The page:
Private funds are often dealing hard-to-value assets. Real estate funds are overwhelmingly dealing with hard-to-value assets. For purposes of GAAP reporting those will be the Level 2 and Level 3 assets. For these assets, valuations can be manipulated if you have a wiling participant in the process.
For thinly-traded securities, like some bonds, private funds will often rely on quotes from a broker for a potential sale. For the fund manager, the source was usually a broker that was in the circle of those trading for the fund.
A potential conflict exists, with the broker hoping to get more business from the fund and the fund hoping for a higher valuation. There is not much for the broker to lose by quoting a slightly higher sales price for thinly-traded bond in a hypothetical sale. Especially if the broker knows that she or he will not be required to actually trade that bond. In return, the broker may get additional business from the fund.
The Securities and Exchange Commission has been looking at conflicts and potentially illegal practices in this area.
In May, a former broker named Frank DiNucci Jr., said under oath that he provided bogus quotes to a trader at a mortgage bond fund. DiNucci plead guilty to conspiracy and fraud and has been cooperating with a criminal probe by New York prosecutors. The DOJ has charged at least seven bond traders since 2013 with lying to customers about prices. Now the focus has widened to also include the buy-side of the market and is staring at practices at private funds.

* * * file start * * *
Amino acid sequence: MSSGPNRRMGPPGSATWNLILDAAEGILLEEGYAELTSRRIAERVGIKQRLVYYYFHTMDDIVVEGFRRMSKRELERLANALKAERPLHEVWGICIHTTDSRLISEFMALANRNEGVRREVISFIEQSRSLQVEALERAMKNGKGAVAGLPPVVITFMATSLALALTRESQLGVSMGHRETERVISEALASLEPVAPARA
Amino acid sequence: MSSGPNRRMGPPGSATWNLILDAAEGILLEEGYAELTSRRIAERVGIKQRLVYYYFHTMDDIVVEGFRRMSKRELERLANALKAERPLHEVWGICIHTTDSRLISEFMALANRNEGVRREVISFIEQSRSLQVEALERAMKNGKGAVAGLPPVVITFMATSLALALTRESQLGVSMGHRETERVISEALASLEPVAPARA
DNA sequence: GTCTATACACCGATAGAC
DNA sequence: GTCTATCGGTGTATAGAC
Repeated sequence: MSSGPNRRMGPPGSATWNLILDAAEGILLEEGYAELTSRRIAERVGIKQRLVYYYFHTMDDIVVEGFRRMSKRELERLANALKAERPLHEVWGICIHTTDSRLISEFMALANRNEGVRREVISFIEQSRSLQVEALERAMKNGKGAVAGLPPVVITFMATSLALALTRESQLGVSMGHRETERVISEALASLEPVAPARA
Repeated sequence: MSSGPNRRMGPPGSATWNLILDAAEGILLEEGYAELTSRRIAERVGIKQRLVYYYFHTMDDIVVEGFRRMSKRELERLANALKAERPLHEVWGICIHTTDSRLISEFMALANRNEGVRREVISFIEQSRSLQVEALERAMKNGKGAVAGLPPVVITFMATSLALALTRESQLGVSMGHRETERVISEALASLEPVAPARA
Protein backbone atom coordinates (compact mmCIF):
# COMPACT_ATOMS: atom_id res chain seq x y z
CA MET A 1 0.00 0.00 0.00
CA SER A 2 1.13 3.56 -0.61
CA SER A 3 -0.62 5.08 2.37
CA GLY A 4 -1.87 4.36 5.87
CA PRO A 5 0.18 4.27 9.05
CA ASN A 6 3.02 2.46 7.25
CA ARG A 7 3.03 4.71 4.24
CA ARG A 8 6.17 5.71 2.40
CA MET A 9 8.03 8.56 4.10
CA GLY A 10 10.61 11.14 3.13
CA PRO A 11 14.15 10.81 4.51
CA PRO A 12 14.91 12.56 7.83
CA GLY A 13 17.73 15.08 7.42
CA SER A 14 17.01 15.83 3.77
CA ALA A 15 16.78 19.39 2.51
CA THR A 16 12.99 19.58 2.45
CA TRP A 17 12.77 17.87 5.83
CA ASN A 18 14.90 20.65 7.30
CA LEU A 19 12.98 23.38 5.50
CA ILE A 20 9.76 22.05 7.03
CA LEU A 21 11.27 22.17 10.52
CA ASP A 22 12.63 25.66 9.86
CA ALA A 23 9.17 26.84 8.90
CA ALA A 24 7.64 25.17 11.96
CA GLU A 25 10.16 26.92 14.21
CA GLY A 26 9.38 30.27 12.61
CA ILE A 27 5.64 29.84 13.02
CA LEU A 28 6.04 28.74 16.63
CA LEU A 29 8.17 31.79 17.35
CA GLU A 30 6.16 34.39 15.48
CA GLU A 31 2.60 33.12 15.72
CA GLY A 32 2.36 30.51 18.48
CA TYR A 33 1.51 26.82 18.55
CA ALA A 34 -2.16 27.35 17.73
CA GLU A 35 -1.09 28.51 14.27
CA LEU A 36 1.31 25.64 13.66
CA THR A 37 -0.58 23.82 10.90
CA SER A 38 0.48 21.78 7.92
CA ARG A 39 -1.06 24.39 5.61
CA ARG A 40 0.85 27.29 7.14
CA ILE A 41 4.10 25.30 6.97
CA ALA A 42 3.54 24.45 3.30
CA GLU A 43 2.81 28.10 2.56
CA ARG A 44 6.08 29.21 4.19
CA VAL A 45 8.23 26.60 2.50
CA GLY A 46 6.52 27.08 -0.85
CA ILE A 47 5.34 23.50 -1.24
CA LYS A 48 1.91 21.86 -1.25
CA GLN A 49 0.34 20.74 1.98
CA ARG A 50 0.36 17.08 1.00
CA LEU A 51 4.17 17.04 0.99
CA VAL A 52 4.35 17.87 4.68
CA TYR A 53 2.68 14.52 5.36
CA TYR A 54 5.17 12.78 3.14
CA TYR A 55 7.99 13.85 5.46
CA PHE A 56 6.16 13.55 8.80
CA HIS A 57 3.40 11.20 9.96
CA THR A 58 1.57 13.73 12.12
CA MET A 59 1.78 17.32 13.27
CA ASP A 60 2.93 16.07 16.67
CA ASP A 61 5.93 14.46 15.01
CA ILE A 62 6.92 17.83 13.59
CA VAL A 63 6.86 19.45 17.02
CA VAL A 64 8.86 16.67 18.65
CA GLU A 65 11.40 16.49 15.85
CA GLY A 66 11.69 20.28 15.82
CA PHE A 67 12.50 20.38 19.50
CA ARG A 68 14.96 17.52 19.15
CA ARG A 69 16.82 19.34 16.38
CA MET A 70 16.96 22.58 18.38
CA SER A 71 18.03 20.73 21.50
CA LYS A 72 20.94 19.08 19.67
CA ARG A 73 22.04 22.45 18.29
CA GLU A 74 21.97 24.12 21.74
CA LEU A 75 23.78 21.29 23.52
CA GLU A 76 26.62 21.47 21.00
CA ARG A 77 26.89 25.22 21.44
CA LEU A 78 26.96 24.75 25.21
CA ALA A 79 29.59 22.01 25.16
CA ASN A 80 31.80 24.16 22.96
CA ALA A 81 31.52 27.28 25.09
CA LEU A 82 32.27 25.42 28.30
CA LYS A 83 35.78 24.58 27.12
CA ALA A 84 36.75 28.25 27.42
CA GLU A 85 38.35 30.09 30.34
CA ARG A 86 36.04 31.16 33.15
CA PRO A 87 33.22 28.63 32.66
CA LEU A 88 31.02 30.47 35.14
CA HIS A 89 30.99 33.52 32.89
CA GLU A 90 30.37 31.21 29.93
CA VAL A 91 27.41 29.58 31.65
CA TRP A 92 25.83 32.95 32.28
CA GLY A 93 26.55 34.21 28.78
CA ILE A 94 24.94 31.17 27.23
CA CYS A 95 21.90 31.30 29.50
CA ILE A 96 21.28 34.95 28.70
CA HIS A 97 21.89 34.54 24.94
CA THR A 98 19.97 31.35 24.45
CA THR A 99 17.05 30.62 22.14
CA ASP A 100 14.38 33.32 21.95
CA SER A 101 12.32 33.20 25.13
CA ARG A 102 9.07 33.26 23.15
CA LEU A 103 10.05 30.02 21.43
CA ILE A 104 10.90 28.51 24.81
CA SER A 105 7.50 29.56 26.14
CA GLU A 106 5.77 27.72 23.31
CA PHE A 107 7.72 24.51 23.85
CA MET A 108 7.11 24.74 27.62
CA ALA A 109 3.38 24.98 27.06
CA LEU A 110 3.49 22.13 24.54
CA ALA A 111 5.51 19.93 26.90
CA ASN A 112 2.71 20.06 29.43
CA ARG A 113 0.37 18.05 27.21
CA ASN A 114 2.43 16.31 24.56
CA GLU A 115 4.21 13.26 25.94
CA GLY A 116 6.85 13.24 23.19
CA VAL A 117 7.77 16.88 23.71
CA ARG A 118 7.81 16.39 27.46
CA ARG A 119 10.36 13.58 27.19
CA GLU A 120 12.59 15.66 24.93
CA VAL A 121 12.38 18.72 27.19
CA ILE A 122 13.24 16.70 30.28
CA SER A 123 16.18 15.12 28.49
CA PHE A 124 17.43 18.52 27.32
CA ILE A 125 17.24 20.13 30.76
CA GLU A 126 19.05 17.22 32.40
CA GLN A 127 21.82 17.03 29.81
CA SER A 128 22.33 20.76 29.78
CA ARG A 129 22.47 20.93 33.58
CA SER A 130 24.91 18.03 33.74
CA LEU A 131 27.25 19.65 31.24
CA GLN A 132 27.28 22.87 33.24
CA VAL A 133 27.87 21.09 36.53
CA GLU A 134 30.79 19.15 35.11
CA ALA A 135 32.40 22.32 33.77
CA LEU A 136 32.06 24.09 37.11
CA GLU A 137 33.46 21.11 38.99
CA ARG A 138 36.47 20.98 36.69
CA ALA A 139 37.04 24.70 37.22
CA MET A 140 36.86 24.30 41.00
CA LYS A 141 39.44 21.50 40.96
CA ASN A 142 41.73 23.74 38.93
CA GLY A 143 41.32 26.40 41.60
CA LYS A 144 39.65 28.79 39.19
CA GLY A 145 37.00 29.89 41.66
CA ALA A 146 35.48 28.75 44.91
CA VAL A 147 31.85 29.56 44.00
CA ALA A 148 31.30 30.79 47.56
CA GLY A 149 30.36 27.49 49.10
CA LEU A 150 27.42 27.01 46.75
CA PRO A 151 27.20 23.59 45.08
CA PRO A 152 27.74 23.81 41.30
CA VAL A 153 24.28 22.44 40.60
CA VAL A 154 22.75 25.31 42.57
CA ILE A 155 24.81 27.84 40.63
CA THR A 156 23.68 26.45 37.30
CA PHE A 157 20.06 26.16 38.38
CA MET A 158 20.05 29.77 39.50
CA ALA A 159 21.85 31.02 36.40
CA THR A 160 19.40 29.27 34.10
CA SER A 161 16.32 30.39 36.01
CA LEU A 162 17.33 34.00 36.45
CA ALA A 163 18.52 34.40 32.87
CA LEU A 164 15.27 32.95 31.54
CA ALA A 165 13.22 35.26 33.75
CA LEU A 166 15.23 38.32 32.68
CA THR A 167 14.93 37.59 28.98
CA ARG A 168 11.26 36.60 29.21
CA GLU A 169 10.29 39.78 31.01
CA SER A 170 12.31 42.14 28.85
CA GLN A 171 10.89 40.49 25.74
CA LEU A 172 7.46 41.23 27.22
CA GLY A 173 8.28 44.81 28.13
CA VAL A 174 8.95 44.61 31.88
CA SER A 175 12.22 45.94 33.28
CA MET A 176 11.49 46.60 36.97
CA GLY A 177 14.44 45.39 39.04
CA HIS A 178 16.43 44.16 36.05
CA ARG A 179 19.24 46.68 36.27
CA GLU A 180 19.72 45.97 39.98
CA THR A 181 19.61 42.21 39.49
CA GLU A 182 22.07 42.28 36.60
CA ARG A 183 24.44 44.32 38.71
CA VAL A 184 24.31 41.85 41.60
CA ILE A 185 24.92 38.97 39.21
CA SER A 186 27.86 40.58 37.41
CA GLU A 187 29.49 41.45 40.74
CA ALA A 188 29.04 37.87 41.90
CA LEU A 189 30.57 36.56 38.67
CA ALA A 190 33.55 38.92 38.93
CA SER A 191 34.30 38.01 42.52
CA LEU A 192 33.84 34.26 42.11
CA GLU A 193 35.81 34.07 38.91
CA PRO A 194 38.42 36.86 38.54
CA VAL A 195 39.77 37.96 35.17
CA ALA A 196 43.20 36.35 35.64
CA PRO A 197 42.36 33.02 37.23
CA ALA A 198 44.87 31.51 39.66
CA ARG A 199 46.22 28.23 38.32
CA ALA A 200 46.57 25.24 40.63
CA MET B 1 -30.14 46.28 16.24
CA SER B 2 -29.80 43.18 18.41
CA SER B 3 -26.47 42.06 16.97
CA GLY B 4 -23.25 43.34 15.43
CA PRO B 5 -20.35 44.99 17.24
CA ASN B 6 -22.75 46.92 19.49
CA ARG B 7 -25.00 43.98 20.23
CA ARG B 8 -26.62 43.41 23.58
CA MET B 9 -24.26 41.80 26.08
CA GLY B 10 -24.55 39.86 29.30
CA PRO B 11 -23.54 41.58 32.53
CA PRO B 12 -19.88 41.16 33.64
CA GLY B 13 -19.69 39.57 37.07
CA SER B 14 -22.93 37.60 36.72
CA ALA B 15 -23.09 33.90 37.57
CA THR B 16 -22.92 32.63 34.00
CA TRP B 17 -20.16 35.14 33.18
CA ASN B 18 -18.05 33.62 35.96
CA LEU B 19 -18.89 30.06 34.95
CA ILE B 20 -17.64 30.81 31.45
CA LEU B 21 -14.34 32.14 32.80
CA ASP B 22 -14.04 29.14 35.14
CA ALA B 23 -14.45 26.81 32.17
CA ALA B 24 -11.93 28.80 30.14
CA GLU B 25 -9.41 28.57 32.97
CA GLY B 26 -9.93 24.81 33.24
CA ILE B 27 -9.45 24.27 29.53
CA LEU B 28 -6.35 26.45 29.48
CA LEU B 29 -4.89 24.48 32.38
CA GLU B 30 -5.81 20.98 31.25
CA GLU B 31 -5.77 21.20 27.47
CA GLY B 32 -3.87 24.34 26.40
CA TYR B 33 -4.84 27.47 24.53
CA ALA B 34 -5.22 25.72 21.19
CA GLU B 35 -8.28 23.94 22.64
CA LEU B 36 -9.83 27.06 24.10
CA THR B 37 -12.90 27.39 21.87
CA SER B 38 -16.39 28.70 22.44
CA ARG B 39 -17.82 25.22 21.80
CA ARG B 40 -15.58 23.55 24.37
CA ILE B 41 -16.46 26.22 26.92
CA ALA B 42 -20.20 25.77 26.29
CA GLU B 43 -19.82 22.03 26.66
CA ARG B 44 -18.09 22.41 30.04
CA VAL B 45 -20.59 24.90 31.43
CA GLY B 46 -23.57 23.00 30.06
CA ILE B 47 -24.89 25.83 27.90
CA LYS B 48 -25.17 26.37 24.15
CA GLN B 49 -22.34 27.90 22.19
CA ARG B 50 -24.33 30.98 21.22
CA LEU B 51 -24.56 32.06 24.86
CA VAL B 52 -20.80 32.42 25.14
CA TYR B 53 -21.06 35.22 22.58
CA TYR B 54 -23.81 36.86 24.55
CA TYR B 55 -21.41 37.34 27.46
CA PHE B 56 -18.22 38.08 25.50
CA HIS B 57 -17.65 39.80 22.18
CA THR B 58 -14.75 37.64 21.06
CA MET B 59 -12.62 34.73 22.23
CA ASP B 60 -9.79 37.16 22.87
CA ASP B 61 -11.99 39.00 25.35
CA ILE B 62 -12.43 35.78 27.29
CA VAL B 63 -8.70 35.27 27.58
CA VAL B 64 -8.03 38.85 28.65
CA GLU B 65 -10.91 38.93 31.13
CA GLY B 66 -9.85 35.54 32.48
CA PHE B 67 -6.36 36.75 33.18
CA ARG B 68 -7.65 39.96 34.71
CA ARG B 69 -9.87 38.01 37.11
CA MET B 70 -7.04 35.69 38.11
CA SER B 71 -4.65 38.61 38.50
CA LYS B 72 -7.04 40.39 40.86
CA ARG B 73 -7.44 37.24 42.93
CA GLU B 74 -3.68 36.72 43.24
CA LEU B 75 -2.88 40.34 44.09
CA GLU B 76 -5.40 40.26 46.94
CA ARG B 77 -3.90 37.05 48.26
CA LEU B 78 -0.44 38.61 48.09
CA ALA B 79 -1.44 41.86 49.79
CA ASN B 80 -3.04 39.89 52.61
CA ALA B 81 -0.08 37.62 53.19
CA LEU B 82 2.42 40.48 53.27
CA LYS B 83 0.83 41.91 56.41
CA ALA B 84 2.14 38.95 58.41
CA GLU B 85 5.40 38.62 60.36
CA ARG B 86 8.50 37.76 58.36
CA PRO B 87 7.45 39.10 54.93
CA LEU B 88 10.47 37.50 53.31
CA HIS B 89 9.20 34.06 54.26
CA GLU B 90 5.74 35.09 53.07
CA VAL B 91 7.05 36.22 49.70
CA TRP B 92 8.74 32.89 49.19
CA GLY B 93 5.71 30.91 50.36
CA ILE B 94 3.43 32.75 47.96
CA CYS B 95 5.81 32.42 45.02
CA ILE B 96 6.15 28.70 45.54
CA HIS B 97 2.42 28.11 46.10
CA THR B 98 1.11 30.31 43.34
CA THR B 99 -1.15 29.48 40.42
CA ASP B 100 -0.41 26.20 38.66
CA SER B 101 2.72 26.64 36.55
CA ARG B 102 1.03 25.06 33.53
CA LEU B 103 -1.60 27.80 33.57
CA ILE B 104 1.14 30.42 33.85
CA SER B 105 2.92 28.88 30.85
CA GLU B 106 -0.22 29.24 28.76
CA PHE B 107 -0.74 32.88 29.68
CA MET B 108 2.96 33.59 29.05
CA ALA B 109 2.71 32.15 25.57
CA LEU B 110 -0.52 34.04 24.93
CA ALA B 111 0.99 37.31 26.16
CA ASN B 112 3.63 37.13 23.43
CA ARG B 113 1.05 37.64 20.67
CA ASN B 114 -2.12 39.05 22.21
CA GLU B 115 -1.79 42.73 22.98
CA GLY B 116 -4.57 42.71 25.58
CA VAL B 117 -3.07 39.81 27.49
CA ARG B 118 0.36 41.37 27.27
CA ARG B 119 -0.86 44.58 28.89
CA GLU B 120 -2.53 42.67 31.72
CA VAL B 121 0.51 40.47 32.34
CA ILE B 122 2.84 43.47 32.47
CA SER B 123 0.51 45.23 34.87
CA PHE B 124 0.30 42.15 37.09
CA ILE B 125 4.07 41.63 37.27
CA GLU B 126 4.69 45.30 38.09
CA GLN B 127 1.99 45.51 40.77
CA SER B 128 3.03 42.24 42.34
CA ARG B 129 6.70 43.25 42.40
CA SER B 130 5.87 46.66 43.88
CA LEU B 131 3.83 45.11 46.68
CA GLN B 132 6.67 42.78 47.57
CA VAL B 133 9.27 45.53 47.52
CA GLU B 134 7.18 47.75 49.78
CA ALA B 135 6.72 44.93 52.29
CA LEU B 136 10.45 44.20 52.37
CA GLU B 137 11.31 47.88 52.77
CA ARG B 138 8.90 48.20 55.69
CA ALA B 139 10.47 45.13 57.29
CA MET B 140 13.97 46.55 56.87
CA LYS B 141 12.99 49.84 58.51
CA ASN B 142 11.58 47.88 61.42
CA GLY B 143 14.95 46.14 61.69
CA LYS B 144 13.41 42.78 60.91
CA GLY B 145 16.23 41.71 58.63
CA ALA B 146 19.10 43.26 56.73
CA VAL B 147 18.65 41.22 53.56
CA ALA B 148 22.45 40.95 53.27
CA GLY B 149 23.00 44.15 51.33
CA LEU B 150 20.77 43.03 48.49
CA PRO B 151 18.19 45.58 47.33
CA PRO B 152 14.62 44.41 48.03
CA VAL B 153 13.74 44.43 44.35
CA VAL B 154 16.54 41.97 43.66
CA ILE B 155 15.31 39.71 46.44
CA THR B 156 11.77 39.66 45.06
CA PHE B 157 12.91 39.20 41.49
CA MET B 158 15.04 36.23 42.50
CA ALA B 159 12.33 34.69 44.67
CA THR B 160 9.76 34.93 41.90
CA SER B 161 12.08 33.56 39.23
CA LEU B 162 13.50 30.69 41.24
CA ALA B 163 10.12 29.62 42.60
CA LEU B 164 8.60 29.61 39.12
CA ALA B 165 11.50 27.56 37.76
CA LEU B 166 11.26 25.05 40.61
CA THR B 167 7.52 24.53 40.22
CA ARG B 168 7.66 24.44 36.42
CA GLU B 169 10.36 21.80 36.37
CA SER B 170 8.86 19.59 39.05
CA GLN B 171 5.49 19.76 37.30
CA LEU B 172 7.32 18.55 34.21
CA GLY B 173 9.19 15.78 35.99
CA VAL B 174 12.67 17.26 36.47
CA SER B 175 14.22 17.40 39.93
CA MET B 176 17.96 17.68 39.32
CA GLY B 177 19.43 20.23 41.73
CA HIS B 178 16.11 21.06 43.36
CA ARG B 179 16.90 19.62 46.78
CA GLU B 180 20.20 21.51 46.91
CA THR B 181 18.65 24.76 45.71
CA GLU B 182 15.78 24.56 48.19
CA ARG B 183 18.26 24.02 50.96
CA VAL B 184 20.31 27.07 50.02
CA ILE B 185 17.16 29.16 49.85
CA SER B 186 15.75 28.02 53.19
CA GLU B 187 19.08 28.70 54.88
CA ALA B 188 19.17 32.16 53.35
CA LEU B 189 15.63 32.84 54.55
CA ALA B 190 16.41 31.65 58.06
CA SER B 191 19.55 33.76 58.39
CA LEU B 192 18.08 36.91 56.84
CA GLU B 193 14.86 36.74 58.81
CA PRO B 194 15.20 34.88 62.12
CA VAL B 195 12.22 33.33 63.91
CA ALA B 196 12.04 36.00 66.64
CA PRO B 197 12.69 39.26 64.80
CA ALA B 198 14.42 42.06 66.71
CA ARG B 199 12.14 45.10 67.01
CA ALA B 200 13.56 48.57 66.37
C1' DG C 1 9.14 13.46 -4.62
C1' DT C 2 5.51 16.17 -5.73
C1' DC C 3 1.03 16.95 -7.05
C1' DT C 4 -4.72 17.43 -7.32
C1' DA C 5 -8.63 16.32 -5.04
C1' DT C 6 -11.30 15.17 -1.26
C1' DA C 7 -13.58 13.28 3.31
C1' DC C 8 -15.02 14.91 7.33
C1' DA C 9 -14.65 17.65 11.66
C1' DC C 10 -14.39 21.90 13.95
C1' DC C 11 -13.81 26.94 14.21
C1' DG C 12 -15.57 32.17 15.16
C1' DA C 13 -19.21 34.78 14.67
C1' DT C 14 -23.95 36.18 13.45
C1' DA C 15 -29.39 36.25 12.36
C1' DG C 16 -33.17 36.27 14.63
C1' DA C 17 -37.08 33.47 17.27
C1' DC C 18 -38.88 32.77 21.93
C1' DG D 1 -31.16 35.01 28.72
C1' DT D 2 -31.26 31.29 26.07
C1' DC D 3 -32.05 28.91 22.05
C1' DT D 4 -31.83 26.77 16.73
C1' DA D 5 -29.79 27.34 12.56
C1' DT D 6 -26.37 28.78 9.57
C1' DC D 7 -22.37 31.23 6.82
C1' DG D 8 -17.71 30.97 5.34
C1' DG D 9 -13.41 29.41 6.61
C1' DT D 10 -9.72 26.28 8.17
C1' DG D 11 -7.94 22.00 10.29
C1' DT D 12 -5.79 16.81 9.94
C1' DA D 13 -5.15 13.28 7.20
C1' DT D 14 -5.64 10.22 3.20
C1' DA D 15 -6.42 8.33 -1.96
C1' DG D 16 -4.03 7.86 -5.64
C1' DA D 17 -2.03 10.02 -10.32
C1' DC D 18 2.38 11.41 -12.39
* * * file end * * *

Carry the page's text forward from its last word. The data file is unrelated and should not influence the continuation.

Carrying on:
Level 2 and Level 3 assets are by definition hard-to-value. A fund can not prove that the value is accurate. But it can be precise, by being consistent in its valuation procedures and ensuring that the pricing indications it receives are unbiased. Accurate and precise is the best result. But following procedures and being precise is the most important.